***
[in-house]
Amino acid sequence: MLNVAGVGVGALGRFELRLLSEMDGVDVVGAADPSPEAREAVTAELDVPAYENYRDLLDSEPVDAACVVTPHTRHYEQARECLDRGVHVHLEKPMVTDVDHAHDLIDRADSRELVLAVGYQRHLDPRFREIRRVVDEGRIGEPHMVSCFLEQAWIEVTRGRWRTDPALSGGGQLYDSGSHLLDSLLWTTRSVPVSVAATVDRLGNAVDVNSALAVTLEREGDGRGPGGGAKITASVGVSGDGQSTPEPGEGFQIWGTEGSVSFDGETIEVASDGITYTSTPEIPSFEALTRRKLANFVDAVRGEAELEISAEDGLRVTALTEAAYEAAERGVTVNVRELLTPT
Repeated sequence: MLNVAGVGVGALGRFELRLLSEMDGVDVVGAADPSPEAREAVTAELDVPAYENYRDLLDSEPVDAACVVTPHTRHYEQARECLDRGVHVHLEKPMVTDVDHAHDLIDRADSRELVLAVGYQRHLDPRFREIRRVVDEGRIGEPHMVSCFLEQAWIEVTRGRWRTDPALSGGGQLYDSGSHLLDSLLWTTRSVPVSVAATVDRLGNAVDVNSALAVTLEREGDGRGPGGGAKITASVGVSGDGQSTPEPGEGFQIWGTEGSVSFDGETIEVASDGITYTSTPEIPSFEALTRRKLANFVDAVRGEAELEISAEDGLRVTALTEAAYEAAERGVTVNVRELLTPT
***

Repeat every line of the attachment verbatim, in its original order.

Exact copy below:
[in-house]
Amino acid sequence: MLNVAGVGVGALGRFELRLLSEMDGVDVVGAADPSPEAREAVTAELDVPAYENYRDLLDSEPVDAACVVTPHTRHYEQARECLDRGVHVHLEKPMVTDVDHAHDLIDRADSRELVLAVGYQRHLDPRFREIRRVVDEGRIGEPHMVSCFLEQAWIEVTRGRWRTDPALSGGGQLYDSGSHLLDSLLWTTRSVPVSVAATVDRLGNAVDVNSALAVTLEREGDGRGPGGGAKITASVGVSGDGQSTPEPGEGFQIWGTEGSVSFDGETIEVASDGITYTSTPEIPSFEALTRRKLANFVDAVRGEAELEISAEDGLRVTALTEAAYEAAERGVTVNVRELLTPT
Repeated sequence: MLNVAGVGVGALGRFELRLLSEMDGVDVVGAADPSPEAREAVTAELDVPAYENYRDLLDSEPVDAACVVTPHTRHYEQARECLDRGVHVHLEKPMVTDVDHAHDLIDRADSRELVLAVGYQRHLDPRFREIRRVVDEGRIGEPHMVSCFLEQAWIEVTRGRWRTDPALSGGGQLYDSGSHLLDSLLWTTRSVPVSVAATVDRLGNAVDVNSALAVTLEREGDGRGPGGGAKITASVGVSGDGQSTPEPGEGFQIWGTEGSVSFDGETIEVASDGITYTSTPEIPSFEALTRRKLANFVDAVRGEAELEISAEDGLRVTALTEAAYEAAERGVTVNVRELLTPT